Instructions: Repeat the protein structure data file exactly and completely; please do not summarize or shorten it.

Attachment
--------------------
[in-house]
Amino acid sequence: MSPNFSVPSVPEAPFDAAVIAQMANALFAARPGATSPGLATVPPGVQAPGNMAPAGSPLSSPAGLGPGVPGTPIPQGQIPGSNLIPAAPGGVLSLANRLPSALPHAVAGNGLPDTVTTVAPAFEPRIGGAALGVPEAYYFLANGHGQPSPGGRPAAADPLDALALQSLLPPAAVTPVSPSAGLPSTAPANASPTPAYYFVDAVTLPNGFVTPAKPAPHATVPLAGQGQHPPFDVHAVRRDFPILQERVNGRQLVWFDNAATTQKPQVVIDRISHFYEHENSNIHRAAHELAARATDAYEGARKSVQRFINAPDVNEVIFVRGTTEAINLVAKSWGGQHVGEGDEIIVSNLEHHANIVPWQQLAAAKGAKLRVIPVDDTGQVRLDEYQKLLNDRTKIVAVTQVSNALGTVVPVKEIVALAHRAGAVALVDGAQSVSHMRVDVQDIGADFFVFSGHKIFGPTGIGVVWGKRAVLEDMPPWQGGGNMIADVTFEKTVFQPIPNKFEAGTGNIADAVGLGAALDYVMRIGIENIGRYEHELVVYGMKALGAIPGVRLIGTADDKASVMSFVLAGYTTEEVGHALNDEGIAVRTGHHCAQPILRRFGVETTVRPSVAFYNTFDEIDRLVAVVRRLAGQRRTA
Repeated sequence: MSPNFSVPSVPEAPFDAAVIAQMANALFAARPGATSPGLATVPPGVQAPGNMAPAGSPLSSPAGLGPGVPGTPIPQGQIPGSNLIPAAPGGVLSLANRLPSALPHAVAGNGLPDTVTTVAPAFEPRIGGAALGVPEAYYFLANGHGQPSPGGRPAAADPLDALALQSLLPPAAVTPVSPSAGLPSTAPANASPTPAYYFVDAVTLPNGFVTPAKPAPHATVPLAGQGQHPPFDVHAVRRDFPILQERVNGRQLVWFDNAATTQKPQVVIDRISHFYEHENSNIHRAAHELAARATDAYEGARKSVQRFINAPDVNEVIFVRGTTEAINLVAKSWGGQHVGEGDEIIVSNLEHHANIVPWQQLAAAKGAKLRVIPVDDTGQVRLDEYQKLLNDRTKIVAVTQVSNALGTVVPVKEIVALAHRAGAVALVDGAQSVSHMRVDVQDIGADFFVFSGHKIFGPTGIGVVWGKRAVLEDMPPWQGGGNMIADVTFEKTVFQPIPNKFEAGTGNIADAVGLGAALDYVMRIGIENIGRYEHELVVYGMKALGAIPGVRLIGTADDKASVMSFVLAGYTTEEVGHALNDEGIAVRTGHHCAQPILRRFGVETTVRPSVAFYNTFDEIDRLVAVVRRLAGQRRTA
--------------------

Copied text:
[in-house]
Amino acid sequence: MSPNFSVPSVPEAPFDAAVIAQMANALFAARPGATSPGLATVPPGVQAPGNMAPAGSPLSSPAGLGPGVPGTPIPQGQIPGSNLIPAAPGGVLSLANRLPSALPHAVAGNGLPDTVTTVAPAFEPRIGGAALGVPEAYYFLANGHGQPSPGGRPAAADPLDALALQSLLPPAAVTPVSPSAGLPSTAPANASPTPAYYFVDAVTLPNGFVTPAKPAPHATVPLAGQGQHPPFDVHAVRRDFPILQERVNGRQLVWFDNAATTQKPQVVIDRISHFYEHENSNIHRAAHELAARATDAYEGARKSVQRFINAPDVNEVIFVRGTTEAINLVAKSWGGQHVGEGDEIIVSNLEHHANIVPWQQLAAAKGAKLRVIPVDDTGQVRLDEYQKLLNDRTKIVAVTQVSNALGTVVPVKEIVALAHRAGAVALVDGAQSVSHMRVDVQDIGADFFVFSGHKIFGPTGIGVVWGKRAVLEDMPPWQGGGNMIADVTFEKTVFQPIPNKFEAGTGNIADAVGLGAALDYVMRIGIENIGRYEHELVVYGMKALGAIPGVRLIGTADDKASVMSFVLAGYTTEEVGHALNDEGIAVRTGHHCAQPILRRFGVETTVRPSVAFYNTFDEIDRLVAVVRRLAGQRRTA
Repeated sequence: MSPNFSVPSVPEAPFDAAVIAQMANALFAARPGATSPGLATVPPGVQAPGNMAPAGSPLSSPAGLGPGVPGTPIPQGQIPGSNLIPAAPGGVLSLANRLPSALPHAVAGNGLPDTVTTVAPAFEPRIGGAALGVPEAYYFLANGHGQPSPGGRPAAADPLDALALQSLLPPAAVTPVSPSAGLPSTAPANASPTPAYYFVDAVTLPNGFVTPAKPAPHATVPLAGQGQHPPFDVHAVRRDFPILQERVNGRQLVWFDNAATTQKPQVVIDRISHFYEHENSNIHRAAHELAARATDAYEGARKSVQRFINAPDVNEVIFVRGTTEAINLVAKSWGGQHVGEGDEIIVSNLEHHANIVPWQQLAAAKGAKLRVIPVDDTGQVRLDEYQKLLNDRTKIVAVTQVSNALGTVVPVKEIVALAHRAGAVALVDGAQSVSHMRVDVQDIGADFFVFSGHKIFGPTGIGVVWGKRAVLEDMPPWQGGGNMIADVTFEKTVFQPIPNKFEAGTGNIADAVGLGAALDYVMRIGIENIGRYEHELVVYGMKALGAIPGVRLIGTADDKASVMSFVLAGYTTEEVGHALNDEGIAVRTGHHCAQPILRRFGVETTVRPSVAFYNTFDEIDRLVAVVRRLAGQRRTA